CNET reported that the group had taken the CIA website down Friday. As of this late Saturday night, the website was still down. They used a crude but effective Distributed Denial of Service attack to take it down. That means that they over whelmed the website with requests by using a large network of computers.
The group also attacked law enforcement and government servers in Alabama and posted the information online. Anonymous claimed to have lifted the social security numbers, names, dates of birth, criminal records, and license plate numbers of 46,000 Alabamans.
Anonymous said the attack on Alabama’s websites was in reaction to the State’s stringent immigration law that was passed last year. Heavily redacted information on 500 people was included in a Pastebin document that was released on Friday. The group said that the stolen data had been erased.
"Attached to this press release are redacted versions of a VERY SMALL amount of data that we have actually acquired,…" the post reads. "This release is only meant to show the Citizens of the state of Alabama the amount of incompetence that is taking place within the state government…. We mean no harm by releasing this redacted information. This data was not securely segregated from the Internet, nor was it properly encrypted."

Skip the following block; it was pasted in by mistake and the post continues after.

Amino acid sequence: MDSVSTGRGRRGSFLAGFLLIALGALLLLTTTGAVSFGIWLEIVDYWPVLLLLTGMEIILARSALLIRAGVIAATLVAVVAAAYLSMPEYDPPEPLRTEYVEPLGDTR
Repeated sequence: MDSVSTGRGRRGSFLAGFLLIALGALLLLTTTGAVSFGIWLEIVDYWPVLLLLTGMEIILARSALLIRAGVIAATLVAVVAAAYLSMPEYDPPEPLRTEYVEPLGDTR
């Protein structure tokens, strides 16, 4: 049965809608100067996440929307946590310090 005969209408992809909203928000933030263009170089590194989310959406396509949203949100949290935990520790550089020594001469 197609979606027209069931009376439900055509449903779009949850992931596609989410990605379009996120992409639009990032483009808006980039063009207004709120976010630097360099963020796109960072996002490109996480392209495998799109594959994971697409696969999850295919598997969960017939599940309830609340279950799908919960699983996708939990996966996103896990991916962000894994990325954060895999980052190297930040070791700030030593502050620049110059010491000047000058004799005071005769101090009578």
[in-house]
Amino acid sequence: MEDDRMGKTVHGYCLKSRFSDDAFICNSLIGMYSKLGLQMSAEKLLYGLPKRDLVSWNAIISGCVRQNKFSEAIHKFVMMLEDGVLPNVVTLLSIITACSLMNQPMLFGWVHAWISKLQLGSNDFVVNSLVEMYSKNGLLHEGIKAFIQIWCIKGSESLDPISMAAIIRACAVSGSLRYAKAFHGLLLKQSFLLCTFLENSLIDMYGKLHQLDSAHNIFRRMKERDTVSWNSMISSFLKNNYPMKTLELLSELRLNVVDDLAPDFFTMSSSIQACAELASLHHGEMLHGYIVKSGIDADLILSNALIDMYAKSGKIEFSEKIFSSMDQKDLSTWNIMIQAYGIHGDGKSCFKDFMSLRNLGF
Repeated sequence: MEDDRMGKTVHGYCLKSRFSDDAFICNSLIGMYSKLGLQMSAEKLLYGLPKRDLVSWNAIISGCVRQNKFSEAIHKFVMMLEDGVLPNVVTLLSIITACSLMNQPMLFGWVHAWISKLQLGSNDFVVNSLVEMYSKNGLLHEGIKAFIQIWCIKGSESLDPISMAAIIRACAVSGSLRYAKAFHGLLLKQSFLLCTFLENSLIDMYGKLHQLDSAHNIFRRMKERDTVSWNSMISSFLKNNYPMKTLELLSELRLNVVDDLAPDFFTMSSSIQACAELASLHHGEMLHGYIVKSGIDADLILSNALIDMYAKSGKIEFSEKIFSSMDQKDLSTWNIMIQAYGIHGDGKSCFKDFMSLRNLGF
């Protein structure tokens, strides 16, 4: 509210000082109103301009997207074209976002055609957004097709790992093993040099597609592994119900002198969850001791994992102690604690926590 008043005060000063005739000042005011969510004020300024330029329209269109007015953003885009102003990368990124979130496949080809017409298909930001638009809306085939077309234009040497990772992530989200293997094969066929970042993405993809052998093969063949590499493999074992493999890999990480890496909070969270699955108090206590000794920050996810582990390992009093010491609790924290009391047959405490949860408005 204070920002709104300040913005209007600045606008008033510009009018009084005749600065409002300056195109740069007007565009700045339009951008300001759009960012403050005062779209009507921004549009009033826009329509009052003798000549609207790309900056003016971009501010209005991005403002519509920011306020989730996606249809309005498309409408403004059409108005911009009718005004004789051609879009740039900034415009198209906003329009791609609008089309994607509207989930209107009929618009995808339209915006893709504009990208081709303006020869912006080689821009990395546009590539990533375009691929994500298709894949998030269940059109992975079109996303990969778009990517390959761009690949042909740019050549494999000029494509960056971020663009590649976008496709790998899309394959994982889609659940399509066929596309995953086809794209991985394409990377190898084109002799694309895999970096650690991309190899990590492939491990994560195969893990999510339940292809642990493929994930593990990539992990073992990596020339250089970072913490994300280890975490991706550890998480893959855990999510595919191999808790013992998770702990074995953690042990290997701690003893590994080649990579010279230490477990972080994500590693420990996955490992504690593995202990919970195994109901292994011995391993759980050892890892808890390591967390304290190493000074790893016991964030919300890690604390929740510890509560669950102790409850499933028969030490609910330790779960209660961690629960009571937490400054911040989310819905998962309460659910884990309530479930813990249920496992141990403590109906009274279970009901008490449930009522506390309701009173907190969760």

Other government websites have been the target of Anonymous recently. Earlier this month, The Huffington Post reported on the groups attack on the FBI. In that instance Anonymous posted an intercepted conference call between FBVI operatives and their counterparts at Scotland Yard. Ironically, the conference concerned strategies for taking down Anonymous.
The Boston Police Department was hacked by the group and lost its news site for awhile. According to The Boston Globe the BPD responded with a humorous video. That’s not something you will see from the CIA or FBI.
Anonymous continued pointed attacks aren’t exclusively aimed at the US. At the same time that the CIA was losing its website, so were the Mexican Senate, Interior Ministry, and the Mexican Mining Chamber, also known as "Camimex." Those interruptions of service were to protest Mexico’s proposed SOPA like anti-piracy legislation and poor labor conditions.
Whether you agree with the group or not, as the FBI and CIA have found, it is a hard group to combat.
Photograph from Wikimedia Commons.